Pagosa Springs Mayor Ross Aragon submitted a letter of resignation last week to Rich Lindblad, executive director of the Pagosa Springs Community Development Corporation, from that organization’s board, effective immediately.
Aragon had, until his resignation, served as the board’s president following the resignation last summer of the previous president, Mike Alley. However, Aragon had served on the PSCDC board since the organization’s formation in early 2010. Aragon had previously served on the board of the Archuleta Economic Development Association (AEDA) and transitioned to the new board when that organization folded in order to form a Community Development Corporation (CDC).
“For many years,” Aragon’s letter reads, “the Town of Pagosa Springs has sought to provide meaningful support for our business community. We have supported the Archuleta County Economic Development Association and more recently the Pagosa Springs Community Development Corporation. This support has taken the form of financial assistance, as well as providing leadership on the board of directors.”
When asked about reasons for his resignation, Aragon said, “It was time. We had stated that when I lobbied the board (the Pagosa Springs Town Council) to support the CDC that this was not forever, it was on a temporary basis.
“I just was not seeing anything in return for the town and justifying spending further money,” the mayor added.
By PSCDC bylaws, government officials serving on the board are term-limited to three years. That limit expired this month (it should be noted that the PSCDC did not convene a meeting this past month).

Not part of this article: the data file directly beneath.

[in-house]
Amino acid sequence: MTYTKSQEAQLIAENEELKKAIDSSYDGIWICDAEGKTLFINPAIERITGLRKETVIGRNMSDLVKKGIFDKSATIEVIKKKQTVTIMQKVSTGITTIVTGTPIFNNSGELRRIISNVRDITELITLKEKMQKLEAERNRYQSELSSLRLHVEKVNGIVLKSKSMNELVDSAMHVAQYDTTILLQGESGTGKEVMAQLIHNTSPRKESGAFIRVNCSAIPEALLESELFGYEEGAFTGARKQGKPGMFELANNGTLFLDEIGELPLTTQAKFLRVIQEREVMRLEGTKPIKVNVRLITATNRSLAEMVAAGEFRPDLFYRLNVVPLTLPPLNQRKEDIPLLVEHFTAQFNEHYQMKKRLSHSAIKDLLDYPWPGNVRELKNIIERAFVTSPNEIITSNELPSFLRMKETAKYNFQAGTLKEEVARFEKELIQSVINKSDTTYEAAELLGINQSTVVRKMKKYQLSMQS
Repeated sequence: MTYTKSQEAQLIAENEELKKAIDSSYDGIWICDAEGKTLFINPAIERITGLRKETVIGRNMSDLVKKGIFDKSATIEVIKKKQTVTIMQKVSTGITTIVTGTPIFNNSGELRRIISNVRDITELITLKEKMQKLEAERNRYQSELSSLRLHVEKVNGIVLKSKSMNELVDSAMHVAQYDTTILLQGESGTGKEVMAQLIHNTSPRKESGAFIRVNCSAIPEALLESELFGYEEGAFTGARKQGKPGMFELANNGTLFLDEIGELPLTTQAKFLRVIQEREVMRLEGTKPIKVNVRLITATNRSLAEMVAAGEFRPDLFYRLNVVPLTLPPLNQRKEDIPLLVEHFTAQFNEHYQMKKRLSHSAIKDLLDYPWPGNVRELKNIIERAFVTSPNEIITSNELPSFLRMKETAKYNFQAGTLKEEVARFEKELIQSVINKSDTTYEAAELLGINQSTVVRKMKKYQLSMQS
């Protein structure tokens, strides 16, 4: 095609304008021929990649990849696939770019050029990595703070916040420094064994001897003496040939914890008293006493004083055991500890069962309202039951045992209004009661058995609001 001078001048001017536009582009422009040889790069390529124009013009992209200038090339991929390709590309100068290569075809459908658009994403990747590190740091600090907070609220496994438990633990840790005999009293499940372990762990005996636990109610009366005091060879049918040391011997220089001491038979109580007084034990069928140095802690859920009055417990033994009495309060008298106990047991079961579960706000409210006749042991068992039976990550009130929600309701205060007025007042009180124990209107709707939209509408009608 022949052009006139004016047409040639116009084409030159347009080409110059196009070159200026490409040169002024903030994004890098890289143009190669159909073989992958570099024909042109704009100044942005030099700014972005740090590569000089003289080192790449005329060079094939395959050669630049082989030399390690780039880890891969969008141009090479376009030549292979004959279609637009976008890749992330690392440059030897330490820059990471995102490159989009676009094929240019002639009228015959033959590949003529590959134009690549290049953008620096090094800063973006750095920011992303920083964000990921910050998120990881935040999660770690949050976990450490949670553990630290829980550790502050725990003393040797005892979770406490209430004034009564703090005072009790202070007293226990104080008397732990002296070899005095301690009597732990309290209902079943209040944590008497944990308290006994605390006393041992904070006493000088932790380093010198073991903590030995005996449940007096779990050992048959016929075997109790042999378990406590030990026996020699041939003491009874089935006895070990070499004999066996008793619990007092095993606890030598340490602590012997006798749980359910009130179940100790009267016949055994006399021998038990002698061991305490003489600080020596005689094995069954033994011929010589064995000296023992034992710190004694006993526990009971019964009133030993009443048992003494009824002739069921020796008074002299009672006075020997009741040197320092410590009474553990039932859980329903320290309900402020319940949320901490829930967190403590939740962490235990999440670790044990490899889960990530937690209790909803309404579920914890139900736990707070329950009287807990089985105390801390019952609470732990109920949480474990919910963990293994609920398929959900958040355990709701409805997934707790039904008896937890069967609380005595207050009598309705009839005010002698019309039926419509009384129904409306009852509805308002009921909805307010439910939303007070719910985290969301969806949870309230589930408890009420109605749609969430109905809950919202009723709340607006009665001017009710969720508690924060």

The term limits apply to the county’s representation as well. Thus, county representative Clifford Lucero is also required to resign from the board. Yesterday, Lucero told SUN staff, “It was an appropriate time to get government off the board and get business members on the board. We need to wean it from government support.
“I just want to move forward and for the community to move forward,” Lucero added.
Both Lucero and Aragon also acknowledged that term limits had necessitated their departure from the board.
However, previous articles in The SUN raised questions regarding the efficacy of government involvement with the PSCDC, especially since CDCs normally operate autonomously from local government and, after initial seeding from government funds, become self-sustaining through community input and return on investment.
Furthermore (as reported in a March 1 article in The SUN), past PSCDC board members expressed concerns over the deleterious effects of the potential politicizing influence of government officials serving on the organization’s board, especially since the goals of a CDC might not align with the agenda or desires of local government.
Nevertheless, and bylaws aside, the resignation of Aragon, and the pending resignation of Lucero, come at a critical time in the PSCDC’s function as it grapples with how to survive with little community or business investment and with little to hold up as community or economic development accomplishments.
However, Lindblad stated yesterday that he sees the composition of a new PSCDC board as an opportunity for growth and advancement.
“I have said that I will miss them,” Lindblad said. “Ross has been a big help to me and Clifford has just come on board to work on some important CDC issues.”
“At our next meeting (May 7), I’m going to outline how we may go about identifying candidates who can really create some positive impact on this board,” Lindblad added. “I want to open the door and make it a very professional process to get people engaged. Not just board members and business leaders but local citizens who want to serve in whatever capacity they can.”
The PSCDC bylaws stipulate that the two resigning board members have the right to name their own replacements. Although Aragon has not said if he will name his replacement, the county has placed a classified ad in The SUN soliciting Lucero’s replacement as a county representative on the board.